Dean calls fairgrounds master plan vote a 'positive step forward'

Wednesday, January 19, 2011 at 4:17pm

Mayor Karl Dean on Wednesday called the Metro Council’s decision to create a new master plan to decide the fate of the fairgrounds and its racetrack a “positive step forward.”

The council Tuesday voted to dramatically alter a bill that originally called for the demolition of the fairgrounds speedway. The amended bill, which unanimously cleared the council’s second of three votes, now lacks the “demolition of racetrack” language entirely, calls for the state fair to stay at the Nolensville Pike property through 2012, retains the expo center until a new location is landed and paves the way for the master plan to determine the best use of the property.

The ordinance is up for the final of three council votes in February.

Dean is hoping to redevelop the 117-acre property to make way for a mixed-use development that would be anchored by corporate office space. Most observers believe last night’s proceedings produced at least a minor setback for the mayor and his administration. Nonetheless, Dean still seems to be eyeing redevelopment.

“I have been saying and will continue to say that for our city to prosper, we have to be serious about creating jobs and growing our tax base, and we have to be serious about using infill development to do that,” Dean said in a written statement. “It will never be easy or simple, but it’s something we must do to be able to compete with surrounding counties and other cities and to grow in a way that’s sustainable.

“Last night, the Metro Council took a positive step forward,” he continued. “At the same time the council filed this legislation, we had already decided to take a time out from our plans to relocate the fair and expo center and spend at least a year determining the best way for us to move forward. I believe the council’s decision to develop a master plan for the fairgrounds property is a productive next step.”

In an interview with The City Paper Tuesday, Metro Finance Director Rich Riebeling also called the new master plan a “positive step forward,” though acknowledged, “You never get everything that you want.”

The master plan, which will require council approval, is to be piloted by the Board of Fair Commissioners, working in conjunction with the Metro Planning Department and Metro Parks and Recreation. The plan is to consider already existing studies of the fairgrounds, including reports produced by the Nashville Civic Design Center and the Washington-based Urban Land Institute.

The plan is supposed to outline the best use for the property. It’s still unclear how long it will take to draft the plan.

"I will continue to talk about the importance of economic development and jobs," Dean said. "I hope through this master planning process we will reach a conclusion that is in the best interest of our city’s overall economic health and takes into account the wishes of the surrounding neighbors.”

28 Comments on this post:

By: shinestx on 1/19/11 at 4:16

Wait till that idiot Sonny West from the codes department (the one who approved the demolition of Evergreen Place "by mistake") gets done with this. That racetrack and the whole fairgrounds will be leveled to the dirt, and ready for Dean's redevelopment plans.

By: fair_minded on 1/19/11 at 4:55

has anyone read the ordinance voted on last night to dean?

did they explain to him that removing the demolition of the race track from the table was a signal that the metro council, bowing to the will of the people, is now interested in a plan to improve the Fairgrounds, not destroy them??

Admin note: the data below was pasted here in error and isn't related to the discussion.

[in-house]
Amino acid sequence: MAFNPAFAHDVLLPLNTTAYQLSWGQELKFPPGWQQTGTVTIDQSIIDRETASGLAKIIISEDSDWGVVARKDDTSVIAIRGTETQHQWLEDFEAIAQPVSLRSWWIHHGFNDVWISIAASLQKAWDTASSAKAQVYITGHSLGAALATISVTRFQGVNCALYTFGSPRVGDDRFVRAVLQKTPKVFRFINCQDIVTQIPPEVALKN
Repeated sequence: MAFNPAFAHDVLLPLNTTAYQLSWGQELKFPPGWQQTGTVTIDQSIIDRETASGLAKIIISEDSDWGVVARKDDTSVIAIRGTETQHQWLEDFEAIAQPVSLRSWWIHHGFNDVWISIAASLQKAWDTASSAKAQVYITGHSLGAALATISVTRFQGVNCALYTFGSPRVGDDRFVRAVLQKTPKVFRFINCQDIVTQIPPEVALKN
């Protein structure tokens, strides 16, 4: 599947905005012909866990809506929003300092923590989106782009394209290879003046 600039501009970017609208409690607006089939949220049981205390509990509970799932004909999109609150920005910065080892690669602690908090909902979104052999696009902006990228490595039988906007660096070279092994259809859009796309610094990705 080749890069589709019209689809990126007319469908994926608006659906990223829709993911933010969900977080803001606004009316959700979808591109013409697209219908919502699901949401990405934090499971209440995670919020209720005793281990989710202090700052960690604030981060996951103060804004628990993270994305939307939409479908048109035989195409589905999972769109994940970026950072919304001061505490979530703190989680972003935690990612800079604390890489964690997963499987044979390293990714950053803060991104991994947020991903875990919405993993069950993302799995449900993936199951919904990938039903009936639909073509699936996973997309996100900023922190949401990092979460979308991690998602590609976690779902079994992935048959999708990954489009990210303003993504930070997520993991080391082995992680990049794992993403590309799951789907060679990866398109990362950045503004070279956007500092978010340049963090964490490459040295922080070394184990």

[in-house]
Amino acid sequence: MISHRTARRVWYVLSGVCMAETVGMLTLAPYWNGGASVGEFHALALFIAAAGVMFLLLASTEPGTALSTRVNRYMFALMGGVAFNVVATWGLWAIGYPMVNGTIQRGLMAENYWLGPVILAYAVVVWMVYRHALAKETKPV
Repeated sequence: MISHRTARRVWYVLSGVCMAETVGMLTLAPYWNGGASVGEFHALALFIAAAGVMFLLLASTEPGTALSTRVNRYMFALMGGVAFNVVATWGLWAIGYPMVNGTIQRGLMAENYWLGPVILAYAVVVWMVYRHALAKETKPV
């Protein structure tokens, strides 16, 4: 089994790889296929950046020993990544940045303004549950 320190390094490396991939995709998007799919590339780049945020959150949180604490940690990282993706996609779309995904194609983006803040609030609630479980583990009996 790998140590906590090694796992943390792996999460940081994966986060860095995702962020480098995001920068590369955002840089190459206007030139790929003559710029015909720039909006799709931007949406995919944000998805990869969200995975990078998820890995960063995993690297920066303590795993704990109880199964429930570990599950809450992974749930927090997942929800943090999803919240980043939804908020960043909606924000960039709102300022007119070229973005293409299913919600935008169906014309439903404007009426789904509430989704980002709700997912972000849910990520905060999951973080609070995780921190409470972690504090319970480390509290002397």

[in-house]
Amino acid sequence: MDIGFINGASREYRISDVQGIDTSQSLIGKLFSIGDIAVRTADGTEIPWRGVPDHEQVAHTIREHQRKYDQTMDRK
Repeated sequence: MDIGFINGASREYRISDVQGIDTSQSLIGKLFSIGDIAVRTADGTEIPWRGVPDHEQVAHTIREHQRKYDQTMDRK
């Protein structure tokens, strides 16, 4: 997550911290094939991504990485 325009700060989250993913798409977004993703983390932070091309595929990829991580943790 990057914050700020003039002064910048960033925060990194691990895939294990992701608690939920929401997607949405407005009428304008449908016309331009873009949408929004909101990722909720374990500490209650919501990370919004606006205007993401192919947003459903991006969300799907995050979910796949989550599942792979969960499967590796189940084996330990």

of course dean can "whistle past the graveyard" all he wants, living in the fantasy that everything went his way last night-- he's not likely to be the mayor in 2012, so perhaps it just won't matter too much...

By: hottrodd on 1/19/11 at 8:52

voice of nashvie that karl dean refuses to hear


By: MAmom on 1/19/11 at 10:00

Stakeholders must be REPRESENTED or any plan that is developed will be tainted!

The story says:
"The master plan, which will require council approval, is to be piloted by the Board of Fair Commissioners, working in conjunction with the Metro Planning Department and Metro Parks and Recreation. The plan is to consider already existing studies of the fairgrounds, including reports produced by the Nashville Civic Design Center and the Washington-based Urban Land Institute."

During the Council meeting Councilman Dominy EMPHASIZED that STAKEHOLDERS have to be part of this "master plan" development process. It is necessary to avoid the appearance of IMPROPRIETY.

Stakeholders who should be represented are: residents of District 17, people who have a long-term relationship with the racing, Flea Market, and Expo community, business owners in South Nashville, and customers of Fairground vendors, long-term residents of Davidson County, and others.


By: fair_minded on 1/19/11 at 10:24

And in the stakeholder category, let's remember what this is all about. That property was purchased by a referendum of Davidson County voters "for the establishment and maintenance of a permanent State Fair."

Therefore stakeholders also include farmers, breeders of cattle, horses, sheep, mules, etc. The 4-H and FFA clubs, etc.....

In fact, the Metro Charter, which requires a fair be held on that property states that the fair shall exhibit "as far as possible, the resources of said county and the State of Tennessee, and the progress of it's people in all types of enterprises and endeavor. The agricultural,mineral, live stock, commercial, industrial, and all other interests, shall be exhibited..."

In fact, one of the actual findings of the Marking Study was that the agricultural community, especially 4-H and FFA felt as if they had been edged out of participation for the past few years.

By: MAmom on 1/19/11 at 11:42